For Massey High School associate principal Dr Samantha Smith, it would be hugely disappointing if she were to retire eventually, without seeing several, if not many, of the Massey staff become leaders.
Fortunately, recent changes at Massey High School, instigated by principal Glen Denham, are paving the way for many great leaders to emerge.
Having worked at the 2000-pupil West Auckland high school for 14 years, the doctor of education has seen plenty of change, but over the past two years, senior leadership has undergone a big transformation.
Massey has always had adjunct senior leaders where staff could sit in for senior leadership staff members in some capacity, Smith says.
“Then Glen came along with a lot of experience from his 15 years in the United Kingdom and he wanted to expand the leadership team,” she adds.
Denham extended the adjunct role last year, and made six staff members acting assistant principals, all of which held similar responsibilities.
This year, however, there are seven assistant principals, who have been split into two distinct teams: teaching and learning, which Smith is in charge of, and behaviour and attendance.
Previously, Smith was in charge of various areas including student achievement, academic counselling and behaviour in one fifth of the school.
Denham has made it explicitly clear, the school’s focus is to be on teaching and learning, which is at the core of what Massey does, Smith says.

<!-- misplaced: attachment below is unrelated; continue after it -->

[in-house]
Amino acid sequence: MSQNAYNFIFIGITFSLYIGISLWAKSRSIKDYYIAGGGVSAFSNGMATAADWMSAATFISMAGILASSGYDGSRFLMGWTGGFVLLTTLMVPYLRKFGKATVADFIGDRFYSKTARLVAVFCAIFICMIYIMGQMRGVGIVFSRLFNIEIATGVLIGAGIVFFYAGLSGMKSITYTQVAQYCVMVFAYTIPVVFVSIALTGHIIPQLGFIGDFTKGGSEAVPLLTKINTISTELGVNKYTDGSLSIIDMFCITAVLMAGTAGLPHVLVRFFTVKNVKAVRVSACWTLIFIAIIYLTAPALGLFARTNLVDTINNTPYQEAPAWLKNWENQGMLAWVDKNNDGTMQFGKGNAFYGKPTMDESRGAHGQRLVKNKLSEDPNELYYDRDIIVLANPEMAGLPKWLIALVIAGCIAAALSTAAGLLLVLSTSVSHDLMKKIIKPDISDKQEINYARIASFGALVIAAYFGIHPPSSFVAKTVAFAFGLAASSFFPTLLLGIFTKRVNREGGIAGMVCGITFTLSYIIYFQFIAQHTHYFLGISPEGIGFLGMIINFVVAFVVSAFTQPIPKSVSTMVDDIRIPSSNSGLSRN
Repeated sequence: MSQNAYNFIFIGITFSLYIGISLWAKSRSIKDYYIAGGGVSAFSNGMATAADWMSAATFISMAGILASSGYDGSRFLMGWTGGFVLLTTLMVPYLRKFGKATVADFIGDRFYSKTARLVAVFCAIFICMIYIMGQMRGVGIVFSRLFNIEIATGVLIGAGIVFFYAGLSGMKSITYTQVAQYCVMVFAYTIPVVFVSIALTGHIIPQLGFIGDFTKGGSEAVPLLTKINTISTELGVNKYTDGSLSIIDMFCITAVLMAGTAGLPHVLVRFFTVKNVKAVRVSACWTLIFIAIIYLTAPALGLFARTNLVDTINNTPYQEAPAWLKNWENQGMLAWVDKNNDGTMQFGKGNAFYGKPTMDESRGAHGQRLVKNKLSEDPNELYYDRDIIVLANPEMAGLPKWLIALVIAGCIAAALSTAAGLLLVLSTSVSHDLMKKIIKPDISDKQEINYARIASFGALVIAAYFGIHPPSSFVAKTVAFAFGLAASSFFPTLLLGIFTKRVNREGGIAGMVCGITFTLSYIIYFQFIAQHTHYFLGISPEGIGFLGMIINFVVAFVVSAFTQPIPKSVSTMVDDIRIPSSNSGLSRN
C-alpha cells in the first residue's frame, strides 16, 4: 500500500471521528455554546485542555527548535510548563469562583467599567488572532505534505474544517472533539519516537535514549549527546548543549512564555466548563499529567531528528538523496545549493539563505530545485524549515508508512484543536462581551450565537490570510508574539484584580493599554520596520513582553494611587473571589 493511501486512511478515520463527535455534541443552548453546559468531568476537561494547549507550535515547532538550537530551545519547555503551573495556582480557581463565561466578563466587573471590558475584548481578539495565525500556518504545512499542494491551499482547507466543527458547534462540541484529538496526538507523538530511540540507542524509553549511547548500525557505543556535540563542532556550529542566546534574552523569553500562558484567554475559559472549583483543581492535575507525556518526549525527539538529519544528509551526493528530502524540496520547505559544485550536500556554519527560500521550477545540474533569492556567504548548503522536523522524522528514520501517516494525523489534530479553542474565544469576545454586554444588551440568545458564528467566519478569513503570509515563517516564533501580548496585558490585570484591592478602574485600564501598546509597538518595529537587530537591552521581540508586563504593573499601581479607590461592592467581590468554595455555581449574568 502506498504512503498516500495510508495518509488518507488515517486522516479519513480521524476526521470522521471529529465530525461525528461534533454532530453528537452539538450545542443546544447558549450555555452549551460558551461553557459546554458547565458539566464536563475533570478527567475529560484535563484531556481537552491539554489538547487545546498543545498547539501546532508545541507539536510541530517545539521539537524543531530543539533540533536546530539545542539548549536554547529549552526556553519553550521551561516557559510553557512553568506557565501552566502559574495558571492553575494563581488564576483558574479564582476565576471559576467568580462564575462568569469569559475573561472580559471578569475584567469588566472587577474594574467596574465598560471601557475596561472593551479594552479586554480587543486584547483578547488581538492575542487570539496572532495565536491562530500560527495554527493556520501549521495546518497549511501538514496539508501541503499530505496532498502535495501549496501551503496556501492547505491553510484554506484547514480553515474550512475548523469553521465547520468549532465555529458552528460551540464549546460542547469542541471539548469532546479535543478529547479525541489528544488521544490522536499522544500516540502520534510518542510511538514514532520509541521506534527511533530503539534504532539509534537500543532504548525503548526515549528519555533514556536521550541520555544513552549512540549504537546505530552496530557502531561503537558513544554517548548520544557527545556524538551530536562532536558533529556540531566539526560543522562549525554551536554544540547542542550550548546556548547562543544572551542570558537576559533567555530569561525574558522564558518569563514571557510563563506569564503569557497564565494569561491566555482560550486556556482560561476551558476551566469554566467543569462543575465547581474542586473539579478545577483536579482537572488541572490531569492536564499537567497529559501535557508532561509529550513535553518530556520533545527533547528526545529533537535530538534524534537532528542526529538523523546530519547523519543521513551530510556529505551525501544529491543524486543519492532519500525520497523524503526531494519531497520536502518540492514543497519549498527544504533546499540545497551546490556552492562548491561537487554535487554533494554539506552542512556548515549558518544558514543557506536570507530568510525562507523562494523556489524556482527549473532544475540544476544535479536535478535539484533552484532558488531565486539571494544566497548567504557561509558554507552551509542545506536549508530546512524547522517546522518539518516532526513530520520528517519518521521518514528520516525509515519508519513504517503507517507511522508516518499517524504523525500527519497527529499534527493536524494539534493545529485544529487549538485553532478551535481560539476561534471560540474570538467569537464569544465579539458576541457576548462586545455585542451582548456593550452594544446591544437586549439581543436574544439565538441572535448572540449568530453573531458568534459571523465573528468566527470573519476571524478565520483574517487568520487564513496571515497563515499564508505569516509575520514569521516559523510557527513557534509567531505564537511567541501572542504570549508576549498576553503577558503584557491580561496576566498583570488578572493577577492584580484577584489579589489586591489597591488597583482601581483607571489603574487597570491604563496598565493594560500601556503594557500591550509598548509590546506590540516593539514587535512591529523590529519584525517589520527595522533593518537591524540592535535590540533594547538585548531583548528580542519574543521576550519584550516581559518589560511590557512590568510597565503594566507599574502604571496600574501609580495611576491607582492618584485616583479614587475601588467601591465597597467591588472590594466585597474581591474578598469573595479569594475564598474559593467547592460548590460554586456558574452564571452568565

Last year, Smith and several of the acting assistant principals travelled to the UK to look at different teaching ideas at schools there.
Smith also travelled to China and Finland, where she gained many ideas on teaching and learning, with the emphasis on literacy and school climate.
Ideas from this trip have been the catalyst for many new ideas that have been integrated into Massey High School around school climate, the school culture and learning.
While it is only in its infancy, Smith has found the new leadership system very interesting in that it has forced other staff members to lift their game.
“Because the assistant principal positions were created, it has meant that other staff members have had to step up to fill in the roles that those assistant principals used to have.
“Many more teachers are experiencing middle management roles in teaching and learning, and in pastoral aspects of school, which is very positive for their future career progression,” Smith continues.
Massey’s leadership changes have not affected the way Smith works personally however, she has acquired a young, dynamic and energetic team which makes her job a lot more interesting and exciting.
Good and strong leadership is critical at any school, to accomplish the number one priority of raising student achievement.
“Your vision has to be made explicit and clear to staff … good communication is also a key aspect of good leadership – everyone needs to be on the same page.”
There are many different styles of leadership, including directive and consultative – and being able to dip into various styles is a good skill to have, Smith says.
“I try to do that. Leading is a constant learning curve and being reflective as a leader is important, being able to look at something you have done and admit that you could have done it another way to achieve a better result.”